One of the most unfortunate trends modern filmmaking is the casting of big name celebrities who have little understanding of developmental disabilities to portray individuals with intellectual or developmental disabilities. Their portrayals often come across as nothing more than promotion of stereotypes and caricatures.
In the 1970's, Sprout Films was created to address this. Their catalog of films made by, for and about people with disabilities is unmatched. Their touring film festival has reached thousands of people in many countries. Their mission "to make the invisible visible" is achieved through a wide variety of films on a huge variety of topics.
The Washington state stop for the 2015 Film Festival tour will be at Hoquiam's 7th Street Theater on May 16th. The event is being sponsored by People First of Grays Harbor and The Arc of Grays Harbor. We're tremendously excited, we'll keep you posted as plans come together.
We've been working on this for almost a year, but in keeping with Aesop's wise advice to avoid counting unhatched eggs, I haven't really mentioned it.
The Arc of Grays Harbor has purchased the building in which we previously leased office space. It is a huge win for harborites with disabilities, and I thank Debbie Harper with Rural Development at the USDA, Alexandra Fastle at Senator Murray's office, Jim Daly at the Grays Harbor Community foundation and The Arc of Grays Harbor Board of Directors.
Our building is 4100 square feet of very nice and flexible space, in a good location with good access to transportation. The financing package guarantees our viability indefinitely, preserves our cash reserves and enables us to concentrate our energies and resources on programs for the people we serve.
In the next fiscal year, ownership of the building will save us a lot of money and will give us an additional 800sf of space. More importantly, it allows us to expand the services we can offer to the community.
We are kicking around several ideas to utilize the new space, but we know that it'll be geared toward providing social and employment training opportunities.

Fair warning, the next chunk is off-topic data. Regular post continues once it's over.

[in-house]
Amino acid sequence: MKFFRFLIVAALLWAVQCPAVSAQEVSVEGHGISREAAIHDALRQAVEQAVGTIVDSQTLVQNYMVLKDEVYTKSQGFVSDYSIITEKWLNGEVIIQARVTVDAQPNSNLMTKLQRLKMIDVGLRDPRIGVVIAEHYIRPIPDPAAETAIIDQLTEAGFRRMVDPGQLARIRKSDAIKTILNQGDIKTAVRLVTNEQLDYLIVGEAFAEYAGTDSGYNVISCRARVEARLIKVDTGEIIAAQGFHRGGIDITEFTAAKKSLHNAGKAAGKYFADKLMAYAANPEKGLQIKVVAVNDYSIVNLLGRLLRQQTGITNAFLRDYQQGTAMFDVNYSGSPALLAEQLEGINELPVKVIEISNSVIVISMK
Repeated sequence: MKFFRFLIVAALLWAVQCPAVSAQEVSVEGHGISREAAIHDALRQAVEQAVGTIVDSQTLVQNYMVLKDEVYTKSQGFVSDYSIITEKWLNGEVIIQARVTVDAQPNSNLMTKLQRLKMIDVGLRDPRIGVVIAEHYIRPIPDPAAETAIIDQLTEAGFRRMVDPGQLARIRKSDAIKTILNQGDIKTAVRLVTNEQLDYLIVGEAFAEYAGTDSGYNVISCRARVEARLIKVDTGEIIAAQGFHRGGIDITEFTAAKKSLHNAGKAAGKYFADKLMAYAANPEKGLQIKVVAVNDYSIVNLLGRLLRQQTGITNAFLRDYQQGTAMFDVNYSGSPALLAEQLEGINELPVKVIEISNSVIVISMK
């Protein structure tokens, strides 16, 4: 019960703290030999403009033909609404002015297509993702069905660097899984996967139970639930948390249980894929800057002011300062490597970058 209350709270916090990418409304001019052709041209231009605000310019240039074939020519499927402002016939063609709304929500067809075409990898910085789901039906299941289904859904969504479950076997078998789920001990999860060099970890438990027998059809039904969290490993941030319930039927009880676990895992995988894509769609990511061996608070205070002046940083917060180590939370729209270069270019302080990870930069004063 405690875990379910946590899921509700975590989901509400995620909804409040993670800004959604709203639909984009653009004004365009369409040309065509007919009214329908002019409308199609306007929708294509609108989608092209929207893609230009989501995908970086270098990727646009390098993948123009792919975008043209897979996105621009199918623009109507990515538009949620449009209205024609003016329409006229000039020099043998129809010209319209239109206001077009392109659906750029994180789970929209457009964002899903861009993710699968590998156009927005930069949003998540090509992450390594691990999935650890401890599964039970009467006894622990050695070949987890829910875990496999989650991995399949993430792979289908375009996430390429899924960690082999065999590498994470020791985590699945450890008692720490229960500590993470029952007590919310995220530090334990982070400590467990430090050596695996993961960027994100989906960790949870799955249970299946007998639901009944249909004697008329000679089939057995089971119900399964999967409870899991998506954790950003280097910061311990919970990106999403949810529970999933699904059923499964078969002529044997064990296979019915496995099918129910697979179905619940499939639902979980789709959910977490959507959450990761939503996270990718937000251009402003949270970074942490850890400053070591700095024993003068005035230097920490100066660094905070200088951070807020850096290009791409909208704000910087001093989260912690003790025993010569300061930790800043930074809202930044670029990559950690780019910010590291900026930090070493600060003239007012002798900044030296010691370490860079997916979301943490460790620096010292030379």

On a personal note, I had a medical procedure on Thursday that gave me a weekend of leisure to daydream about the future and how we can help people.
Adam loves to make fused glass jewelry. His work is beautiful, and when he shows it at events, he sells out quickly. What he lacks is a retail display venue for it.
Mary is starting a business selling vinyl signs and crafts. The market for her products is robust, but getting visibility is a constant challenge.
Alan loves to tinker. His friends and neighbors know that he's a go-to resource to repair their computers and appliances. He'd be highly employable to an employer who could work around his disabilities.
Ruth loves people, and would thrive in a low-key retail environment, perhaps at a thrift store.
Susan's special education work has led her to a career as an Applied Behavior Analysis therapist, and working with an established organization to outreach to clients would give her fledgling business a head start.
Now that we have this space, we could help bring any or all of these dreams to reality.
What does the harbor need more of? Let me know your thoughts.
First, a little history.
Our history as an advocacy organization goes back to the 1930's. In the 1970's The Arc (then known as The Arc of Twin Harbors) created and spun off Timberland Opportunities (a sheltered workshop) Kimberly Group Home (residential housing) and Harbor Alternative Living Association (supported living). Today we are an agency of Grays Harbor County providing information and referral services (Start with The Arc!) and are an agency of The Arc of Washington providing Parent to Parent support and coordination.